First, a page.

Stopping the Doomsday Fungus: using antimicrobial zeolites to control Chytrid
Host Researcher: Dr James Redfern
As the causative agent of the disease Chytridiomycosis (Chytrid), the fungus Batrachochytrium dendrobatidis poses a severe threat to global biodiversity. Through invasion and destruction of the skin and often resulting in death, chytrid is responsible for the decline of over 500 amphibian species and poses a major risk to both wild and ex-situ frog populations.
Zeolites are porous minerals that can be loaded with metals. Silver zeolites can be derived naturally or from synthetic sources, with previous studies showing their efficacy as antimicrobials against a variety of microorganisms. Through a collaboration with material scientists, we hope to discover that zeolites can be used a novel tool in combatting chytrid.
This project will work alongside Post-Doctoral Researcher Dr Greg Bulmer to investigate whether silver zeolites can kill (or decrease the growth rate of) B. dendrobatidis. The student will culture B. dendrobatidis and carry out tests using a variety of silver zeolites under different conditions. Fungal killing/inhibition will then be assessed through a variety of techniques, which may include approaches such as, molecular biology, microscopy and physical/chemical characterisation techniques.We anticipate this project will run for a number of weeks across the summer. Please ensure availability is described in EoI.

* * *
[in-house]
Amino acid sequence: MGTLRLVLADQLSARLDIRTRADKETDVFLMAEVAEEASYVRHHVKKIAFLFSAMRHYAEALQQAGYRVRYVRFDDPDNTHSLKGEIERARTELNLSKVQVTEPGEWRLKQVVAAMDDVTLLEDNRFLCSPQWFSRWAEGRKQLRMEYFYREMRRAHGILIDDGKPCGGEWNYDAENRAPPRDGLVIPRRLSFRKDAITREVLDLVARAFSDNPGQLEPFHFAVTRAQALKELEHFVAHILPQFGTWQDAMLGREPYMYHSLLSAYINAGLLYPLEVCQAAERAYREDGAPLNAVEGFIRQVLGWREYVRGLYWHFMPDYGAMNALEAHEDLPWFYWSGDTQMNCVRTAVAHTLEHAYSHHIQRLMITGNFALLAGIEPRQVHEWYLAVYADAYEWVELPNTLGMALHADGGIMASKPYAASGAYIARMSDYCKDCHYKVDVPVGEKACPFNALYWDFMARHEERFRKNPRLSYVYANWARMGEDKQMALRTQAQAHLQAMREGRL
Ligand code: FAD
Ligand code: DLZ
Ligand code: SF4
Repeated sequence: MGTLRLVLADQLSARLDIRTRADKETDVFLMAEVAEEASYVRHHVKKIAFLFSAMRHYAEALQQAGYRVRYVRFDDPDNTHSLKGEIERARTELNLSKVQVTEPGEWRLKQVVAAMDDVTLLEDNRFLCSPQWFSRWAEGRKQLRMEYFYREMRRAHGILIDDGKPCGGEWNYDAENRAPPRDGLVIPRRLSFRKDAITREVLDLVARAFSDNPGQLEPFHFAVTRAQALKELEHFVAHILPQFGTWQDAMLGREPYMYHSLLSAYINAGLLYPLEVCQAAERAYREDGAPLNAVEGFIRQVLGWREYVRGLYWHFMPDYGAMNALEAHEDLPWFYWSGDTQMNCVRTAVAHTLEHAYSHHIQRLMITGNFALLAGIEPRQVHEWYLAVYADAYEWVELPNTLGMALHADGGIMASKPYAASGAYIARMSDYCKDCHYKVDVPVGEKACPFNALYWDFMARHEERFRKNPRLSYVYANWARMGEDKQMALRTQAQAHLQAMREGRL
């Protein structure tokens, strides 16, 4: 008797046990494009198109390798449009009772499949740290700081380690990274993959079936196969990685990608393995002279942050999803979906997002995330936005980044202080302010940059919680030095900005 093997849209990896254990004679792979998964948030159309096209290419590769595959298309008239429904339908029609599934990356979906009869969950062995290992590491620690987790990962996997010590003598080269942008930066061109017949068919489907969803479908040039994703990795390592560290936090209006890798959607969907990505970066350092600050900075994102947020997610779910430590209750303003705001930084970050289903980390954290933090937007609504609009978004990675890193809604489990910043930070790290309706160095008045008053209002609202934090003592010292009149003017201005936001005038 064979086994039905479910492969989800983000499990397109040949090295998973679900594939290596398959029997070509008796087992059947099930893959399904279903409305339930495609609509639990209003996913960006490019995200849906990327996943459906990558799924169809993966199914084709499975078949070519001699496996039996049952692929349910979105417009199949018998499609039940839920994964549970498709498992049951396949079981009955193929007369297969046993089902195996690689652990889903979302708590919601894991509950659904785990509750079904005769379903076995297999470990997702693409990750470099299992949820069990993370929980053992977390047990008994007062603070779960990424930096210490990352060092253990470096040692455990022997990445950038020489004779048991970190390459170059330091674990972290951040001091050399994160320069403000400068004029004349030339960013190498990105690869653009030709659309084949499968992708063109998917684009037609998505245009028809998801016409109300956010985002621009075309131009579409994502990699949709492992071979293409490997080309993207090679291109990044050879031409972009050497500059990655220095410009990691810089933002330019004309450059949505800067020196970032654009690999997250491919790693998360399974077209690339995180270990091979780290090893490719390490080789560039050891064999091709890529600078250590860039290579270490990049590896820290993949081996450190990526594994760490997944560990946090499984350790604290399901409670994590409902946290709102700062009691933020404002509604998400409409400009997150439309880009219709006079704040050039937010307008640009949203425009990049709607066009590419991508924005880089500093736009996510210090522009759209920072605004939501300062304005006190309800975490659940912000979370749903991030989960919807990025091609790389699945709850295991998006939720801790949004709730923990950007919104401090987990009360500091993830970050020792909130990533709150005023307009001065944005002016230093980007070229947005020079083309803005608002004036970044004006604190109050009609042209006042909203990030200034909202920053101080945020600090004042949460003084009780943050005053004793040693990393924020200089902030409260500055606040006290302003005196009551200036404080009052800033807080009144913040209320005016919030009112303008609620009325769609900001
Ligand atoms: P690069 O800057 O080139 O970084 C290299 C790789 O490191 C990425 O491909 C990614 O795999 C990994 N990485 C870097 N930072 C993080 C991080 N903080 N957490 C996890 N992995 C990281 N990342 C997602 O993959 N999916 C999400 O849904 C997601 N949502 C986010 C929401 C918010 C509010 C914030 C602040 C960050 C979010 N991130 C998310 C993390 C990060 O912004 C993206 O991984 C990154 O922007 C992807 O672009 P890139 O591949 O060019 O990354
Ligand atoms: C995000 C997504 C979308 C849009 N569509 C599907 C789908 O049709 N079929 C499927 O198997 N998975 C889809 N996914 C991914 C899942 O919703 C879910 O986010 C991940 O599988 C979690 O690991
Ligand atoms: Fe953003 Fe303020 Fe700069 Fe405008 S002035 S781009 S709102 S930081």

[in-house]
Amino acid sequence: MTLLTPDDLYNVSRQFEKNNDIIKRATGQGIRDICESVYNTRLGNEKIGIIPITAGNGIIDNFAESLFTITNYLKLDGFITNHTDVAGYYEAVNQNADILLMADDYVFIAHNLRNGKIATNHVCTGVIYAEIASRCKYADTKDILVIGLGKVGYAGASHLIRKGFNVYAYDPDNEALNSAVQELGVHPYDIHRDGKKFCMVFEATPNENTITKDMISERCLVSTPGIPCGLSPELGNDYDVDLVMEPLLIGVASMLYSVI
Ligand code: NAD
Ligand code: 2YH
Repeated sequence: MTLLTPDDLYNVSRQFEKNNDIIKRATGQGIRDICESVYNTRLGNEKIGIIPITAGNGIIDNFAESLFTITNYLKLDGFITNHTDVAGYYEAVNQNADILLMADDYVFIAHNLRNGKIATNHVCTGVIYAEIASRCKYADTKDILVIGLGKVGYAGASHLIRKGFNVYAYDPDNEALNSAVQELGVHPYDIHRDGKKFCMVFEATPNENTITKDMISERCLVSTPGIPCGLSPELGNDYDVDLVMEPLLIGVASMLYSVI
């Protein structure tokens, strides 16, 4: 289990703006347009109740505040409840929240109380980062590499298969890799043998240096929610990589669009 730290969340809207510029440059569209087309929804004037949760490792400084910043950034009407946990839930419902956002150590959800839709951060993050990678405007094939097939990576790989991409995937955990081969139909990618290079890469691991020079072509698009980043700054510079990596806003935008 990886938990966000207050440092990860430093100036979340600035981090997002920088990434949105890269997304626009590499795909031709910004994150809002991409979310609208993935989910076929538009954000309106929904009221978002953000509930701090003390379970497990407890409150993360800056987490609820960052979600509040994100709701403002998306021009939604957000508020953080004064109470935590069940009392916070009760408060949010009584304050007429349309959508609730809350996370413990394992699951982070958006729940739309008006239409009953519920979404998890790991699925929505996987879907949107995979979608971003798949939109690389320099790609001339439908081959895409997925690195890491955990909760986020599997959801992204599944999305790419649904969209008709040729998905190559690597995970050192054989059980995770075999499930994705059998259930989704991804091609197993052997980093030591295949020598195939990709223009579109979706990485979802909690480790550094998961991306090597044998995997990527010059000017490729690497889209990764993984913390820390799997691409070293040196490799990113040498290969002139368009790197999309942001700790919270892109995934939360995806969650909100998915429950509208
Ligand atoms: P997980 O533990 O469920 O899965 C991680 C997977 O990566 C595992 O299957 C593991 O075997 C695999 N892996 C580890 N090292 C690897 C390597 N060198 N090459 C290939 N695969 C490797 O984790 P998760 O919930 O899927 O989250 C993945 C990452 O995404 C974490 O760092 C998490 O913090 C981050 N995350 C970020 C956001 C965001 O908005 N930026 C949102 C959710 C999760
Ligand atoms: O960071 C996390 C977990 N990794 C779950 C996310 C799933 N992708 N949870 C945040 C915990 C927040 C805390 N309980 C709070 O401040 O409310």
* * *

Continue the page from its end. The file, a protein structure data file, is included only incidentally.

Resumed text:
In A Nutshell...
- Collaborate... with researchers across the university
- Develop... methodologies across a variety of techniques
- Analyse... experimental data and draw conclusions
- Contribute... to the understanding of this pathogen
- Earn up to 300 Rise points ... which can be recognised within your degree.
02/05/22 to 03/06/22
RISE Research Internship - Microbiology RISE Research Internship